Viral respiratory infection causes severe asthma attacks in almost all patients with asthma -- a reaction classically attributed to T cells of the adaptive immune system. Now, scientists have identified a pathway in mice by which a subset of innate immune cells, found in mammalian lungs for the first time, orchestrate influenza-induced asthma.
Influenza A virus
Source: linkurl:CDC;
The discovery, published online today in linkurl:Nature Immunology,; suggests the innate immune system, and not just the adaptive immune system, triggers asthma attacks after viral infections. The cells, plus a newly identified pathway by which the cells are activated, could provide novel targets for therapies to control viral-induced asthma attacks, which fail to respond to conventional asthma medications, the authors write.The research is "fresh and engaging," said linkurl:Gary Anderson,; who studies lung disease at the University of Melbourne in Australia and wasn't involved in the research, in an email. But,...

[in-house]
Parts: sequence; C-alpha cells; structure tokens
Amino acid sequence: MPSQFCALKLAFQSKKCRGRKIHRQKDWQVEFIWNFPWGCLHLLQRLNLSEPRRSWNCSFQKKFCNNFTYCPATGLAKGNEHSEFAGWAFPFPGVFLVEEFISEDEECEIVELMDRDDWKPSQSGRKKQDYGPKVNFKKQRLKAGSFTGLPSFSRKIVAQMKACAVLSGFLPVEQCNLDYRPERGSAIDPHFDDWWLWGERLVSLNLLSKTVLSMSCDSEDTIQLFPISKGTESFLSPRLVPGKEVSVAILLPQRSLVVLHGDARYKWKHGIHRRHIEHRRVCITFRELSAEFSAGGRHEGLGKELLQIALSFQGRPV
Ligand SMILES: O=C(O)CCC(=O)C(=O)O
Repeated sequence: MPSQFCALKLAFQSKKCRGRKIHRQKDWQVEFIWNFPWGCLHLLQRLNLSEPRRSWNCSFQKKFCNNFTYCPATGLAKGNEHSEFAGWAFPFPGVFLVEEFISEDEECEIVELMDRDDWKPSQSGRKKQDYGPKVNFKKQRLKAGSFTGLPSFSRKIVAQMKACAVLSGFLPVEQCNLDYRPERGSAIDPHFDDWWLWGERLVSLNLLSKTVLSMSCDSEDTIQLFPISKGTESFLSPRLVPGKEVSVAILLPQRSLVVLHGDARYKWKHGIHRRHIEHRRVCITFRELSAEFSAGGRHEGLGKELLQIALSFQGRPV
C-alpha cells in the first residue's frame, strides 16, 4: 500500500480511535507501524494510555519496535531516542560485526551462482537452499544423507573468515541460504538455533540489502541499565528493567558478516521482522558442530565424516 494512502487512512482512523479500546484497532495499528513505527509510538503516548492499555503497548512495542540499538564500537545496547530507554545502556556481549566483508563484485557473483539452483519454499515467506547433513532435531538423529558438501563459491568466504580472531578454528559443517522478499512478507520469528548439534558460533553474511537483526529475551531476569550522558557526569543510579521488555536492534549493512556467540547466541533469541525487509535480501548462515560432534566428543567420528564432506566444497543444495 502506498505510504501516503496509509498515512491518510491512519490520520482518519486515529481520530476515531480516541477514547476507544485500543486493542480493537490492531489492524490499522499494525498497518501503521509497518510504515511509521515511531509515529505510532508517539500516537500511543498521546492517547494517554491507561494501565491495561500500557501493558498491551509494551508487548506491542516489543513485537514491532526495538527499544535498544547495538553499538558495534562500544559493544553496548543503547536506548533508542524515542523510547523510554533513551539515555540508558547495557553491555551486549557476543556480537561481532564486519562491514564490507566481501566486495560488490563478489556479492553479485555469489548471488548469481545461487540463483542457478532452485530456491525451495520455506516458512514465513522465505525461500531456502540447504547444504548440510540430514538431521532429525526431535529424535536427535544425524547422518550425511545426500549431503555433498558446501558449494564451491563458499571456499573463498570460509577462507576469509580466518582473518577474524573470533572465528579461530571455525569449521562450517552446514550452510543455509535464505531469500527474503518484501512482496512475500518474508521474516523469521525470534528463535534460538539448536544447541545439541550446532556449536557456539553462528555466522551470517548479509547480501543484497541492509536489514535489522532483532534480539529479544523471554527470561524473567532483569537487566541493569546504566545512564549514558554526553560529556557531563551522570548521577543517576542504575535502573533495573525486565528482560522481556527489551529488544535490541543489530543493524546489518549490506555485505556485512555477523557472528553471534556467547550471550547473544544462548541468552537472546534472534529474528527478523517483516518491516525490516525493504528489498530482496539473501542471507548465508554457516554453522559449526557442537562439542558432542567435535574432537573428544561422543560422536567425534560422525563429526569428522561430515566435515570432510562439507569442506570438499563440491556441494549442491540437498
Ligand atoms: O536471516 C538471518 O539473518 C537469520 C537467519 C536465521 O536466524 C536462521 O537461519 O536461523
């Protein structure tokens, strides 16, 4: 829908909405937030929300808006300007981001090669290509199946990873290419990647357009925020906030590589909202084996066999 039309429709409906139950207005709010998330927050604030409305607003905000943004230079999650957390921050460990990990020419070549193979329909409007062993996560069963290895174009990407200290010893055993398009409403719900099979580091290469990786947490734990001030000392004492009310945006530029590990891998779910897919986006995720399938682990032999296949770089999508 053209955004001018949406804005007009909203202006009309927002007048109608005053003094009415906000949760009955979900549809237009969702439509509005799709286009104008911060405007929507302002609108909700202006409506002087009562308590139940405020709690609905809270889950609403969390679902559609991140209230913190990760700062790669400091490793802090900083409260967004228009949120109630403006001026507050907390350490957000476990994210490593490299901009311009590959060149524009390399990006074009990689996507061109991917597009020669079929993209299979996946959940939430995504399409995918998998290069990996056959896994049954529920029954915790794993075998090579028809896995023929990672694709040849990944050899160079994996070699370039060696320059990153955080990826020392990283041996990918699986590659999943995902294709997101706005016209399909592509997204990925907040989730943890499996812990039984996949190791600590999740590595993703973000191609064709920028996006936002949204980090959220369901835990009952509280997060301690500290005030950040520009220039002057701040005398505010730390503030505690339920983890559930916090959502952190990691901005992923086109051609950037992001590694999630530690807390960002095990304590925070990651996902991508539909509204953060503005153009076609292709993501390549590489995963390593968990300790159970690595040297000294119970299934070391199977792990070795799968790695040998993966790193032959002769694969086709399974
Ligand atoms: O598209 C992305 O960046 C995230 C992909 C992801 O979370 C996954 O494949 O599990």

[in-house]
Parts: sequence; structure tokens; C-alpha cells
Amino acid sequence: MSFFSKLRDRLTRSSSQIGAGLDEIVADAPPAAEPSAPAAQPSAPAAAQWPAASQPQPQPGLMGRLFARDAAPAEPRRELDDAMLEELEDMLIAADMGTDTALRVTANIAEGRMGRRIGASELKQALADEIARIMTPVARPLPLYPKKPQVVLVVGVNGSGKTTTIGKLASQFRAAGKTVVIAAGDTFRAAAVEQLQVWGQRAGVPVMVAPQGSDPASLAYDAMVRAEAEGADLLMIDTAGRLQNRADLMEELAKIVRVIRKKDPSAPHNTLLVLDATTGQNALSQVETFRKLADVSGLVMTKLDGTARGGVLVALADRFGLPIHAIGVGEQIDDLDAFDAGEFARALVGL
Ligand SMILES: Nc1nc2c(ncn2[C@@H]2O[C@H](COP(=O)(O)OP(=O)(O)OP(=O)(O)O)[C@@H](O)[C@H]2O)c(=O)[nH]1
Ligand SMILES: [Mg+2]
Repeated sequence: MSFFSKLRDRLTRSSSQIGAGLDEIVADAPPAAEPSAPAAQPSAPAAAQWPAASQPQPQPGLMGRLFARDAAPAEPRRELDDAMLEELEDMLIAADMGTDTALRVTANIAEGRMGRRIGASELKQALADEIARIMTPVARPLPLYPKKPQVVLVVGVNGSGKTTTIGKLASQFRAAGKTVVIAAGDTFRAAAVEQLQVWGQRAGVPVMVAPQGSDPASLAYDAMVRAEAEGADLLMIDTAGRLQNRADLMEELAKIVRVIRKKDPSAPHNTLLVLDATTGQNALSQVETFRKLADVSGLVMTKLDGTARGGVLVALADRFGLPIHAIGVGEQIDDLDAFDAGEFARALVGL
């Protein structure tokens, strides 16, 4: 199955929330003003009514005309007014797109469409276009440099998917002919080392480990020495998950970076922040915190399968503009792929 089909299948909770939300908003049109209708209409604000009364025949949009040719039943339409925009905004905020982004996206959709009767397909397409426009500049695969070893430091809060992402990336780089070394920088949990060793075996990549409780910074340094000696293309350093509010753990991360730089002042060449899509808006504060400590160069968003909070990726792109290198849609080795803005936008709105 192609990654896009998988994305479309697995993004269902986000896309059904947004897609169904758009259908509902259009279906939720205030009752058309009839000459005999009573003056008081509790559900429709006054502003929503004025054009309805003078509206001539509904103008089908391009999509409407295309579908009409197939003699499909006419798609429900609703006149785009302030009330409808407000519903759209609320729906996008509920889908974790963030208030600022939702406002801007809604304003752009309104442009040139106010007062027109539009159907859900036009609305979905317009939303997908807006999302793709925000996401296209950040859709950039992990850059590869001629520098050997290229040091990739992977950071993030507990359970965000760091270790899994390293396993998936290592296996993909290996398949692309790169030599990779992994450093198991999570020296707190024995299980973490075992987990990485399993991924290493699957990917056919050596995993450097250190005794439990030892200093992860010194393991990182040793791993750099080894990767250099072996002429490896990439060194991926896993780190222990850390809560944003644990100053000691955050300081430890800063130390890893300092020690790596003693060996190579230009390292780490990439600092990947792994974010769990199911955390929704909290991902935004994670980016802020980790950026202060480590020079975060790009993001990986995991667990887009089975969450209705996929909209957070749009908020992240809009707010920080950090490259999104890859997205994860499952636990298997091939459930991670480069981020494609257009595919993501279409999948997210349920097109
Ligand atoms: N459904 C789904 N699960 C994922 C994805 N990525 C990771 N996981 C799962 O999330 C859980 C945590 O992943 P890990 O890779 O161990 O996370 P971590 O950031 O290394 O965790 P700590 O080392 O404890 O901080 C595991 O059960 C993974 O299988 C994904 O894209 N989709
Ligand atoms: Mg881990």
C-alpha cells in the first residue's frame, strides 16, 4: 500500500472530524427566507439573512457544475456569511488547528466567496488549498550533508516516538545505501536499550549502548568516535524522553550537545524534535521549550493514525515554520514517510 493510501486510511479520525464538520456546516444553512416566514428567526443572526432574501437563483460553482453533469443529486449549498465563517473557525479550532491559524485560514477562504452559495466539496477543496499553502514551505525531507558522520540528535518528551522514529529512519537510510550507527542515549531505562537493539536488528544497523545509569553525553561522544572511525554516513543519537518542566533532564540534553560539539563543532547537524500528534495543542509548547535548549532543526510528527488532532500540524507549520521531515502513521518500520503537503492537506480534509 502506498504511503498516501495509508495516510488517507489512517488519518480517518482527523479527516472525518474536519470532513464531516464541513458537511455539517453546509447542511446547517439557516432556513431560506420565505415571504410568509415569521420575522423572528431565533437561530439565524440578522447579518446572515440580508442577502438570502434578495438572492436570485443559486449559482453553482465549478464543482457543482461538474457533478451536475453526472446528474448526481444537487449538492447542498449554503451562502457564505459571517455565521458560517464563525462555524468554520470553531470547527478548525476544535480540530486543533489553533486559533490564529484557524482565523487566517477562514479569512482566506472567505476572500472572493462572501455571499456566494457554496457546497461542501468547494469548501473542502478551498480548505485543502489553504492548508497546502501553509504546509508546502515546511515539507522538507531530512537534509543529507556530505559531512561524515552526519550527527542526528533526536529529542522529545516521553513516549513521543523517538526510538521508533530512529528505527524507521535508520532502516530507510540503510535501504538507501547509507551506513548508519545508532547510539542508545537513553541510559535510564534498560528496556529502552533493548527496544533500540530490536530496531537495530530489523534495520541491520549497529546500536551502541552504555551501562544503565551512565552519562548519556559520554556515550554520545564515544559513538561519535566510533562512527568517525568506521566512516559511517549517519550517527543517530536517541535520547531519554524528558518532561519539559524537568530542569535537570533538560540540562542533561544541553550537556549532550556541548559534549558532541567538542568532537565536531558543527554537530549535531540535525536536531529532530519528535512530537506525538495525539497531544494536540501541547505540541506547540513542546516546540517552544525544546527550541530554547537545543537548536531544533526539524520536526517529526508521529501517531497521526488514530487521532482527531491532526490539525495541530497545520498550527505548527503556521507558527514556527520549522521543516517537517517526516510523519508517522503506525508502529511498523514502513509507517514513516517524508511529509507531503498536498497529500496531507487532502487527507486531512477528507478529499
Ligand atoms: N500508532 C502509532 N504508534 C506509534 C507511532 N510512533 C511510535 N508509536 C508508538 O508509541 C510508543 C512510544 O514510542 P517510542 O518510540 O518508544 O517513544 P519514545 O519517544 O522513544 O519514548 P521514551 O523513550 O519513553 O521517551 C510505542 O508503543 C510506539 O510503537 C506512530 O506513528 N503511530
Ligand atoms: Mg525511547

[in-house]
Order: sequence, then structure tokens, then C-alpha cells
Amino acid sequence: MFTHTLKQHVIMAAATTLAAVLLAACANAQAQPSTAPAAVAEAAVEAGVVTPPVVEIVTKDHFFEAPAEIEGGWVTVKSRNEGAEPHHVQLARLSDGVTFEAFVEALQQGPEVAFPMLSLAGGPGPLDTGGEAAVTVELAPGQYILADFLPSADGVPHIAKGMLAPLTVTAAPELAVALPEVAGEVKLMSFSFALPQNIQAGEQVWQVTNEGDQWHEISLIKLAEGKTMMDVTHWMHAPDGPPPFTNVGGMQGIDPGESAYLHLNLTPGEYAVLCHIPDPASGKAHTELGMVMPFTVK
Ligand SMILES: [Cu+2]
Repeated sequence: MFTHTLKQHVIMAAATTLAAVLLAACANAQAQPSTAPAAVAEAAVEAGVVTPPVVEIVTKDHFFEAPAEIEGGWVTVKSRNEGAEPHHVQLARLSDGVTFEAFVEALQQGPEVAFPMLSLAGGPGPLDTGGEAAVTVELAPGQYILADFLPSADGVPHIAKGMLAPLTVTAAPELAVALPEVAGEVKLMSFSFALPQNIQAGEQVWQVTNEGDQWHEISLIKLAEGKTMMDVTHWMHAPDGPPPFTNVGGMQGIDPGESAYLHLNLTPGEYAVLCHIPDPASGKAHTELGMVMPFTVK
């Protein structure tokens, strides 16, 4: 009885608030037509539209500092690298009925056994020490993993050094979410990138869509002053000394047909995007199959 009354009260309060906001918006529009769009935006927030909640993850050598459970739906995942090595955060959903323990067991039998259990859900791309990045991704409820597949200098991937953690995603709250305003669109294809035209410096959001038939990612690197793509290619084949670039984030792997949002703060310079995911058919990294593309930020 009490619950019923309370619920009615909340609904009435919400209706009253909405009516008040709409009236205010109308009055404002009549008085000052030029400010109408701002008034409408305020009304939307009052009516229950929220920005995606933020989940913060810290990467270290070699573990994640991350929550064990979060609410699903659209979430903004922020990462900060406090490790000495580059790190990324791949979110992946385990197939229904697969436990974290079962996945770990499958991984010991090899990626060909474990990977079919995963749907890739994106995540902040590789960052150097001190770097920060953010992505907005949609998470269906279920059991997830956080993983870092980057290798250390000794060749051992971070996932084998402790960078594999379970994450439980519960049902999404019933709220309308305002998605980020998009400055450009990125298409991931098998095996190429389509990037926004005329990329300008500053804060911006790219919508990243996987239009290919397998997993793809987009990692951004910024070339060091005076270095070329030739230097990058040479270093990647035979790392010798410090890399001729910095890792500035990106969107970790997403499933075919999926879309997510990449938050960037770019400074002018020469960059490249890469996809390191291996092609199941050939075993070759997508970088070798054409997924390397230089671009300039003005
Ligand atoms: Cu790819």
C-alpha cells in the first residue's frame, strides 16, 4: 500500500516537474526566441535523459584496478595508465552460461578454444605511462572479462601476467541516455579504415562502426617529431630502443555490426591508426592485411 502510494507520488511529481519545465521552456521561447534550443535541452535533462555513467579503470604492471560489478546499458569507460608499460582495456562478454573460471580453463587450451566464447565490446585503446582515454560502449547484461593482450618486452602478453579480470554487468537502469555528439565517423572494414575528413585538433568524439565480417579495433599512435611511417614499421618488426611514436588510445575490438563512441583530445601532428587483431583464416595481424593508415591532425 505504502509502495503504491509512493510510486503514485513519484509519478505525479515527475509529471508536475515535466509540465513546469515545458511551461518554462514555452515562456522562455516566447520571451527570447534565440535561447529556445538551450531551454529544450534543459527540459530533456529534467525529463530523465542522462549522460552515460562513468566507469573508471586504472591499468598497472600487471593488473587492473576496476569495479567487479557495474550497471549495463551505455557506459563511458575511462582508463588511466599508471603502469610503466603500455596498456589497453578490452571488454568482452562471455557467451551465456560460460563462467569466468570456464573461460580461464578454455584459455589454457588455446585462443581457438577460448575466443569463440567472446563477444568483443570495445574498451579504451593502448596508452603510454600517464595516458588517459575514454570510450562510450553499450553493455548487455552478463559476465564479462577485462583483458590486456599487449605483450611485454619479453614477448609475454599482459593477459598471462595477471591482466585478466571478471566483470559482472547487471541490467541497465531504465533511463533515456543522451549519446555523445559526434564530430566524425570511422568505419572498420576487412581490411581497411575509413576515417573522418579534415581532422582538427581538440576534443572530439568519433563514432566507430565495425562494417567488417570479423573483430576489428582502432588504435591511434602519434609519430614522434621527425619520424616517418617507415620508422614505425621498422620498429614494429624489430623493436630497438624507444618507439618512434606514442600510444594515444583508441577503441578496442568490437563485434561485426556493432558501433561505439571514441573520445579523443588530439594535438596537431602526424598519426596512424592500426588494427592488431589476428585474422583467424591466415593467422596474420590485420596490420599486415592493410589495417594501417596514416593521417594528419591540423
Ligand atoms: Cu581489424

Y. Chang, et al., "Innate lymphoid cells mediate influenza-induced airway hyper-reactivity independently of adaptive immunity," Nat Immun, doi: 10.1038/ni.2045, 2011.

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